Knoxville start-up company QGENICS Biosciences is looking for big things from a miniaturised platform technology developed at Oak Ridge National Laboratory to quickly diagnose disease, analyse DNA, proteins and other molecules.
The technology, a chemical separation method and device called the Molecular Comb, is said to have numerous lab-on-a-chip applications, including environmental monitoring, point-of-care diagnosis and post-genomic protein research.
Another application will be for high-throughput drug discovery, which is a method of using small chips to test thousands of potential drug candidates at the same time. The Molecular Comb boasts higher resolution than is available with conventional technologies and can be powered with a simple 9-volt battery.
‘The holy grail in diagnostics is the ability to analyse a raw blood, urine or saliva sample, diagnose the illness and prescribe the appropriate treatment at the physician’s office for pennies per test,’ said Chuck Witkowski, chief executive officer and president of QGENICS. ‘Such a device would save doctors and patients valuable time and enable more accurate, more effective treatment options.’
In the area of drug discovery, the reduction in size means much smaller samples would be required, which translates into decreased product and reagent costs, Witkowski said. Reduced size also allows development of assays – or tests – capable of performing thousands of chemical reactions in parallel, which is not possible with other techniques.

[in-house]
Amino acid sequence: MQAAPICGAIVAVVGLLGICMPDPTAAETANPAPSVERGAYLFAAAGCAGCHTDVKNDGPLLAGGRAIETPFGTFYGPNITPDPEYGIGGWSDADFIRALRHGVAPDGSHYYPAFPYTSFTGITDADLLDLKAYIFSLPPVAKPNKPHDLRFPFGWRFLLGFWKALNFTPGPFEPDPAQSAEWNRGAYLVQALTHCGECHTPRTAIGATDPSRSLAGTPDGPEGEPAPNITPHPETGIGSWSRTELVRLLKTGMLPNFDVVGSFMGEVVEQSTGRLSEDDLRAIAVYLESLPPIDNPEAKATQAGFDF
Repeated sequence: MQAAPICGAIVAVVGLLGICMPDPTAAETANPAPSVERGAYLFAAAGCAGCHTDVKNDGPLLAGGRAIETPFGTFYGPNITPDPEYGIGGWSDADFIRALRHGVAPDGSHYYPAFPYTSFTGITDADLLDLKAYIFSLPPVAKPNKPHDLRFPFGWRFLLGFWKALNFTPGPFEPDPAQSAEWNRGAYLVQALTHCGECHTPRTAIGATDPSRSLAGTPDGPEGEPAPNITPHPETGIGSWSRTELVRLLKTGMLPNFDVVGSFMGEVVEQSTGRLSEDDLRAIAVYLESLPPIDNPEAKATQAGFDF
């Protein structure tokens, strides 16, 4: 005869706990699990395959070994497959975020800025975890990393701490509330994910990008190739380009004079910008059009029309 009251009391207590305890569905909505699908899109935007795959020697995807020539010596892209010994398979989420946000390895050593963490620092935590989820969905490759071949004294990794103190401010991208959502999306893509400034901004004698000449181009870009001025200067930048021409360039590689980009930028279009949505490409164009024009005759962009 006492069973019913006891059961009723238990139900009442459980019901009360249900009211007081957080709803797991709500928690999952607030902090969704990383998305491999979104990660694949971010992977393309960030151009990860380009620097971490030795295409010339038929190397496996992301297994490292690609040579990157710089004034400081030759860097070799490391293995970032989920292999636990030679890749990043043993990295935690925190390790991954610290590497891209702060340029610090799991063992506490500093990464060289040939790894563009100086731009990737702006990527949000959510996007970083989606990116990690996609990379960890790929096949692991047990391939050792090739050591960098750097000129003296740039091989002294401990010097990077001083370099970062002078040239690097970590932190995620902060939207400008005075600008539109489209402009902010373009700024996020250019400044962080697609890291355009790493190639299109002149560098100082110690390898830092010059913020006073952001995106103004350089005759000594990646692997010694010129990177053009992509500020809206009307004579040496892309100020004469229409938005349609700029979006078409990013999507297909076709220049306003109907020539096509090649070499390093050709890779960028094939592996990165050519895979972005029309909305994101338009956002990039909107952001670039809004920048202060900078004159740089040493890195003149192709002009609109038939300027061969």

The Molecular Comb has several advantages over conventional techniques to perform screen drug candidates, according to Witkowski. First, the technology requires minimal power, so it allows for quick and accurate analysis of molecules without altering the chemical makeup of the sample or requiring advanced temperature control systems and power supplies.
Second, because of the way the samples are divided into their component parts, the technology offers far greater resolution and preliminary results show that sample separation can be achieved within seconds.
Witkowski believes this technique will cause a paradigm shift in the way researchers and doctors study and analyse processes at the molecular level.
Lab-on-a-chip devices, chosen by MIT Technology Review as one of ten technologies expected to change the world, are projected to revolutionise the drug discovery, genomics and diagnostic marketplaces.
‘What makes these technologies so impressive is a combination of small size, low power requirements and decreased costs,’ Witkowski concluded.